REBLOGGED FROM A MEDIEVAL POTPOURRI SPARKYPUS.COM The statue of Justice, Old Bailey, London. Way back in 1980 the late Jeremy Potter, Chairman of the Richard III Society, and producer Richard Drewitt discussed King Richard III at length and an idea was born. That was to put Richard on trial for a heinous murder he had… Continue reading THE TRIAL OF RICHARD III, PART 1
Reblogged from A Medieval Potpourri sparkypus.com The atmospheric ruins of Kirby Muxloe Castle, showing the moat, the gatehouse and the only tower to near completion .. Kirby Muxloe Castle, lies in Leicestershire countryside, in ruins, the unfinished project of William, Lord Hastings. Hastings was the epitome of a successful and powerful 15th century lord.… Continue reading THE RISE AND FALL OF WILLIAM LORD HASTINGS AND HIS CASTLE OF KIRBY MUXLOE
They say every writer should find a niche. Unfortunately, certain ‘popular historians’ seem to have leapt onto ‘gimmicks’ than a niche and write all or most of their books in similar vein, often to the detriment of their work and a growing lack of credibility with each further tome. A trend amongst several notable authors… Continue reading Dismal Sewage
Here is a passage from https://englishhistory.net/tudor/monarchs/the-road-to-bosworth-battle-of-bosworth-field/ I quote: “…Buckingham [wrote] a letter to Henry on 24 September 1483 which stated he would support the rebellion against Richard, even though he and Henry’s interests may not be perfectly compatible. What is certain is that Buckingham suspected his own life was forfeit with Richard III; he and… Continue reading Dear Henry: Buckingham’s letter to Henry Tudor. . .
What follows is a word-for-word opinion of Anne Neville, and Richard’s attitude/feelings for her. I make no comment, the article by Elizabeth Jane Timms speaks for itself. “Amidst the chronicle of lost tombs at Westminster Abbey is that of Queen Anne Neville, wife of King Richard III. Queen Anne’s invisibility in these terms underlines the purported neglect… Continue reading Richard III’s lost queen….
UPDATED POST AT sparkypus.com https://sparkypus.com/2020/05/27/the-mysterious-death-of-edward-iv/ Edward IV 1442-1483 For a king whose reign is otherwise well documented it is curious that the cause of Edward’s death remains a mystery. It would appear that his death was unexpected. It seems he was first taken ill at the end of March and despite having access to some of… Continue reading THE MYSTERIOUS DEATH OF EDWARD IV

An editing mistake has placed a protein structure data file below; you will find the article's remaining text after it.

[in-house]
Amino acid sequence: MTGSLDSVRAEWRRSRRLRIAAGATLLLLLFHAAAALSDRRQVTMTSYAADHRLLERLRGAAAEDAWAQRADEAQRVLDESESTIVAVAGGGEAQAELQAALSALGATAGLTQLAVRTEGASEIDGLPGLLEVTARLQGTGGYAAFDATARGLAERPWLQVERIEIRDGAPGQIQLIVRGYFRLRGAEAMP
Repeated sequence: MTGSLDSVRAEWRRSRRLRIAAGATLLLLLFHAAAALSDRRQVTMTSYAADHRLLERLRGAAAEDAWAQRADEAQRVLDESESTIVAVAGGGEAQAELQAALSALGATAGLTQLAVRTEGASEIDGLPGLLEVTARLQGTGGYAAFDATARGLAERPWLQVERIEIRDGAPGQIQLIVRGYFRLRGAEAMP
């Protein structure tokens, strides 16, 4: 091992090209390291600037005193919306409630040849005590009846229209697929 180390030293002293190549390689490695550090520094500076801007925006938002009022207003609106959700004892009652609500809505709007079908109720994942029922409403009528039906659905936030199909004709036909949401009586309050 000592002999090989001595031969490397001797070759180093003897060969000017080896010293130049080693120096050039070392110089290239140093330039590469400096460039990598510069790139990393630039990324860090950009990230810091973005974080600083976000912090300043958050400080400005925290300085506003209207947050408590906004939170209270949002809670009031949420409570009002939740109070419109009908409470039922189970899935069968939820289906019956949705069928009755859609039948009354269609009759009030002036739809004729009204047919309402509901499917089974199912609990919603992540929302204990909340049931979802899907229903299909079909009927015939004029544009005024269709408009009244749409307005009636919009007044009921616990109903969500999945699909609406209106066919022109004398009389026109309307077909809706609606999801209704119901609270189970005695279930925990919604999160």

The following is an extract from ‘His Grace the Steward and the Trial of Peers’, by L.W. Vernon Harcourt. “The proceedings in the parliament of 1477 against George, Duke of Clarence, afford us with a significant example of the abuse of attainder. Either attainder in this case was unnecessary and therefore improper, or it was… Continue reading Was the condemnation of George of Clarence a significant example of the abuse of attainder?….
Originally posted on RICARDIAN LOONS:
Amongst the glories of Winchester Cathedral, there is a chantry chapel of outstanding beauty and magnificence. The man who is buried there, and for whom the roof bosses provide a rebus clue, is Thomas Langton, who died of plague in 1501 only days after being elected by Henry VII as…
Originally posted on Matt's History Blog:
I read a series of blog posts recently that sought to prove beyond a reasonable doubt that Richard III ordered the deaths of his nephews. Whilst I don’t take issue with holding and arguing this viewpoint I found some of the uses of source material dubious, a few…
Part 2 – Sir George Buck “The historiographer must be veritable and free from all prosopolepsies and partial respects; he must not add or omit anything, either of partiality or of hatred.” (Sir George Buck – The History of King Richard III) Introduction Sir George Buck (1560-1622) faithfully served two English Monarchs in a… Continue reading The Maligned Ricardians